Skip to main content

Note: the Ombudsman Association was formally known as the British and Irish Ombudsman Association (BIOA)


Guide to principles of good governance
PDF 1.67 MB


The British and Irish Ombudsman Association (BIOA) has many kinds of bodies in membership, each with its own structure designed to meet its individual needs. Ombudsmen, Commissioners, Examiners, Adjudicators, Complaints Reviewers and Handlers have become a more common feature over the years of the landscape of administrative justice, dispute resolution and redress. As the number of such schemes increases, questions of governance assume particular importance.

If a scheme is to be credible, all stakeholders must have confidence in it and in the independence and effectiveness of the office holder in the role of investigating and resolving consumer or public service complaints. Because of the nature and diversity of schemes, BIOA recognises that the practical application of governance principles will of necessity differ between organisations. For that reason, it has been decided to confine the content of this Guide to a statement of high-level principles.

BIOA’s Criteria (for the recognition of Ombudsman offices) set out the requirements that a scheme must fulfil if it is to become a full voting member of BIOA. These requirements underpin the key criteria of independence from those being investigated, effectiveness, fairness and public accountability.

But this is a complicated area and the diversity of complaint handling schemes means that different standards will necessarily apply to different organisations not all of which aspire to full membership. This Guide to principles of good governance is one of high-level principles which reflects this diversity and is intended to supplement the Criteria. We hope that this will be useful to schemes, prospective schemes and the wide range of stakeholders with an interest in Ombudsman matters.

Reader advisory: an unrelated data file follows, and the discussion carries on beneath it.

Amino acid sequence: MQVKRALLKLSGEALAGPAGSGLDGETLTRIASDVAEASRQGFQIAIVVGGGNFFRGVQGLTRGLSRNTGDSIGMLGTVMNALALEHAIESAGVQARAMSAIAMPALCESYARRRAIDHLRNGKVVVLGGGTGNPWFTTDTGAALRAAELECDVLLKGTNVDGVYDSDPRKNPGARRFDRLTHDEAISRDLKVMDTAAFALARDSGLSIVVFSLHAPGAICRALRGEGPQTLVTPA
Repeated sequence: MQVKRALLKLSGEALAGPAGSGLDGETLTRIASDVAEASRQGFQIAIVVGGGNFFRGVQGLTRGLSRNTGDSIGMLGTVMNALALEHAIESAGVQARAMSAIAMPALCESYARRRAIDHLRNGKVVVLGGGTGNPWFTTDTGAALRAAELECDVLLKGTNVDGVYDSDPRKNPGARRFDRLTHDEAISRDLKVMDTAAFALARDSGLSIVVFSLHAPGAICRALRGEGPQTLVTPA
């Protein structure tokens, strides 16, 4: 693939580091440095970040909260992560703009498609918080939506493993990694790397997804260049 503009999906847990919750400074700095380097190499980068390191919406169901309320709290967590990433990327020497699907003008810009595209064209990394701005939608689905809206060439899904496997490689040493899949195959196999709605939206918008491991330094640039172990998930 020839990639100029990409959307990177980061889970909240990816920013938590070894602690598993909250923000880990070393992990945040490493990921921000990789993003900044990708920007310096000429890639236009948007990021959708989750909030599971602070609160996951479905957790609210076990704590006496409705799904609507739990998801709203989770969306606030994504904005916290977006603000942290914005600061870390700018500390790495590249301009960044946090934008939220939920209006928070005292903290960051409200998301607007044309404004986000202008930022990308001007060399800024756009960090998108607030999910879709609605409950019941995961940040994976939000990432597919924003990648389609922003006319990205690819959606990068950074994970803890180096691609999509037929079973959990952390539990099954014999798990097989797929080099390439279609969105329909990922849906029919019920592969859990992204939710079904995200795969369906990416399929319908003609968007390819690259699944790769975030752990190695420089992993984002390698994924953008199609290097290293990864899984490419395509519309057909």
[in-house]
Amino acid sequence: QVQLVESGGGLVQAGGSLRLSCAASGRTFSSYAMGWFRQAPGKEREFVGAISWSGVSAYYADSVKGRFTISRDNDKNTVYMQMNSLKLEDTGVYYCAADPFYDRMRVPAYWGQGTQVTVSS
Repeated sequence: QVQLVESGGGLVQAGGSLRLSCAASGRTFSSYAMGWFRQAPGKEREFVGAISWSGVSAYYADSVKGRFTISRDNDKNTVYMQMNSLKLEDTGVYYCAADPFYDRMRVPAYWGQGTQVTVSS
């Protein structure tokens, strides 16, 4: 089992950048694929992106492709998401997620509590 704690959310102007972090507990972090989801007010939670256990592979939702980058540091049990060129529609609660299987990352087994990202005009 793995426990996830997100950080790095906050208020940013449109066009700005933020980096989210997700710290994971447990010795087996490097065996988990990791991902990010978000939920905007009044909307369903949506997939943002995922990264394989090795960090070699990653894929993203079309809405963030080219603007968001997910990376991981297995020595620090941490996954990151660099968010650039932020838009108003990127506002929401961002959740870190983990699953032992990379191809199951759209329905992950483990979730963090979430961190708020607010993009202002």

Six principles have been identified and briefly defined. The Guide then goes on to a brief analysis of each, identifying the characteristics which distinguish that particular principle and which make it appropriate to the governance of an Ombudsman scheme, all the time bearing in mind that these principles are in fact interdependent.

The Guide will be supplemented by further material to be made available on the BIOA website, which it is hoped will be of additional assistance to those to whom this Guide is addressed.

In this booklet, reference to ‘Office Holders’ means Ombudsmen, Commissioners, Examiners, Adjudicators and Complaint Reviewers and Handlers in or aspiring to BIOA membership. ‘Schemes’ means all their organisations, whatever their formal titles may be. ‘Stakeholders’ is intended to include those who are entitled to complain, the organisations and sectors under scrutiny, consumer and trade bodies, Government, members of parliament or assembly, regulators, the media and the general public (as applicable). The nature and objectives of certain schemes may bring in other stakeholders.

While the first obligation of any Ombudsman scheme is to those directly involved, complainants and those who are complained about, the legitimate interests of other stakeholders must also be recognised.